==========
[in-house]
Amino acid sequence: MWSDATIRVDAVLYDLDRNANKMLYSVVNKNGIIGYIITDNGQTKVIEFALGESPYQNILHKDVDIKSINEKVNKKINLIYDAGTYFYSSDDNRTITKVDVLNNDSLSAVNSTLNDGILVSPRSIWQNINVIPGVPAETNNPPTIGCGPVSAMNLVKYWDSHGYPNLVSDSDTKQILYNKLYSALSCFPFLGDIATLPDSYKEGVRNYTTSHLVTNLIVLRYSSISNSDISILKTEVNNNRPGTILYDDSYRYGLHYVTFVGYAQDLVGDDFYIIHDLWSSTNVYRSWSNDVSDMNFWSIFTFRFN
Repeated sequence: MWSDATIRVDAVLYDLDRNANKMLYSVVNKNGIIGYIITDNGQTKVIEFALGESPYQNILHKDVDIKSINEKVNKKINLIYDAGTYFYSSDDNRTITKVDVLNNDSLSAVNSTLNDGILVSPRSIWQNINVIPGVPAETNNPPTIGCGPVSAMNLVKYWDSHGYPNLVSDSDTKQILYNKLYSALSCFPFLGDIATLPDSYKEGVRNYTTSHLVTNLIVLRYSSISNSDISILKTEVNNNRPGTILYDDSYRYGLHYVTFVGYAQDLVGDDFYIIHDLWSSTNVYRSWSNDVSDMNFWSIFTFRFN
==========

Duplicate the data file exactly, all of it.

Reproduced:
[in-house]
Amino acid sequence: MWSDATIRVDAVLYDLDRNANKMLYSVVNKNGIIGYIITDNGQTKVIEFALGESPYQNILHKDVDIKSINEKVNKKINLIYDAGTYFYSSDDNRTITKVDVLNNDSLSAVNSTLNDGILVSPRSIWQNINVIPGVPAETNNPPTIGCGPVSAMNLVKYWDSHGYPNLVSDSDTKQILYNKLYSALSCFPFLGDIATLPDSYKEGVRNYTTSHLVTNLIVLRYSSISNSDISILKTEVNNNRPGTILYDDSYRYGLHYVTFVGYAQDLVGDDFYIIHDLWSSTNVYRSWSNDVSDMNFWSIFTFRFN
Repeated sequence: MWSDATIRVDAVLYDLDRNANKMLYSVVNKNGIIGYIITDNGQTKVIEFALGESPYQNILHKDVDIKSINEKVNKKINLIYDAGTYFYSSDDNRTITKVDVLNNDSLSAVNSTLNDGILVSPRSIWQNINVIPGVPAETNNPPTIGCGPVSAMNLVKYWDSHGYPNLVSDSDTKQILYNKLYSALSCFPFLGDIATLPDSYKEGVRNYTTSHLVTNLIVLRYSSISNSDISILKTEVNNNRPGTILYDDSYRYGLHYVTFVGYAQDLVGDDFYIIHDLWSSTNVYRSWSNDVSDMNFWSIFTFRFN